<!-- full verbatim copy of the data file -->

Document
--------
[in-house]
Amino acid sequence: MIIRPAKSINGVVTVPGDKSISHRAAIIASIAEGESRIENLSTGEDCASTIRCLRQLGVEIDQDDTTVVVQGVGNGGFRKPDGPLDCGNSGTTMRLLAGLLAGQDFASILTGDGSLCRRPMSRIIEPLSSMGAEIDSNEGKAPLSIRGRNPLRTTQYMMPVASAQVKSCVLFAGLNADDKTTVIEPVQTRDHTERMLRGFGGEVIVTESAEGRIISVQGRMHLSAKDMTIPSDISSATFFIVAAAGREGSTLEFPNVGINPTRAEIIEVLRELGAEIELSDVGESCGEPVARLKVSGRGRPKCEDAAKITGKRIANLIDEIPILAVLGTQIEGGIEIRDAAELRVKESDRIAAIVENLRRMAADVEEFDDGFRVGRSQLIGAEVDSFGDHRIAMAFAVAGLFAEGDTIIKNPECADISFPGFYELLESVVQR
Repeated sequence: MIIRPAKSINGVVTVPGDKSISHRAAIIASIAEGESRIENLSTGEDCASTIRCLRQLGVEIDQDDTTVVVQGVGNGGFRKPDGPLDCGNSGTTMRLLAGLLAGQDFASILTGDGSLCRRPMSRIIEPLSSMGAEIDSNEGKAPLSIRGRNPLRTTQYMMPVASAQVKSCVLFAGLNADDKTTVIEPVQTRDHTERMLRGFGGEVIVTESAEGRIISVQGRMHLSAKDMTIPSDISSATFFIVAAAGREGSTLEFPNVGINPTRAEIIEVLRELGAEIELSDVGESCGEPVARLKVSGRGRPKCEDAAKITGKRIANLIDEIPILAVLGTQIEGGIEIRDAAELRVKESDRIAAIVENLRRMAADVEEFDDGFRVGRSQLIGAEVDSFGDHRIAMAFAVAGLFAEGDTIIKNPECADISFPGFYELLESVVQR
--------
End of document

[in-house]
Amino acid sequence: MIIRPAKSINGVVTVPGDKSISHRAAIIASIAEGESRIENLSTGEDCASTIRCLRQLGVEIDQDDTTVVVQGVGNGGFRKPDGPLDCGNSGTTMRLLAGLLAGQDFASILTGDGSLCRRPMSRIIEPLSSMGAEIDSNEGKAPLSIRGRNPLRTTQYMMPVASAQVKSCVLFAGLNADDKTTVIEPVQTRDHTERMLRGFGGEVIVTESAEGRIISVQGRMHLSAKDMTIPSDISSATFFIVAAAGREGSTLEFPNVGINPTRAEIIEVLRELGAEIELSDVGESCGEPVARLKVSGRGRPKCEDAAKITGKRIANLIDEIPILAVLGTQIEGGIEIRDAAELRVKESDRIAAIVENLRRMAADVEEFDDGFRVGRSQLIGAEVDSFGDHRIAMAFAVAGLFAEGDTIIKNPECADISFPGFYELLESVVQR
Repeated sequence: MIIRPAKSINGVVTVPGDKSISHRAAIIASIAEGESRIENLSTGEDCASTIRCLRQLGVEIDQDDTTVVVQGVGNGGFRKPDGPLDCGNSGTTMRLLAGLLAGQDFASILTGDGSLCRRPMSRIIEPLSSMGAEIDSNEGKAPLSIRGRNPLRTTQYMMPVASAQVKSCVLFAGLNADDKTTVIEPVQTRDHTERMLRGFGGEVIVTESAEGRIISVQGRMHLSAKDMTIPSDISSATFFIVAAAGREGSTLEFPNVGINPTRAEIIEVLRELGAEIELSDVGESCGEPVARLKVSGRGRPKCEDAAKITGKRIANLIDEIPILAVLGTQIEGGIEIRDAAELRVKESDRIAAIVENLRRMAADVEEFDDGFRVGRSQLIGAEVDSFGDHRIAMAFAVAGLFAEGDTIIKNPECADISFPGFYELLESVVQR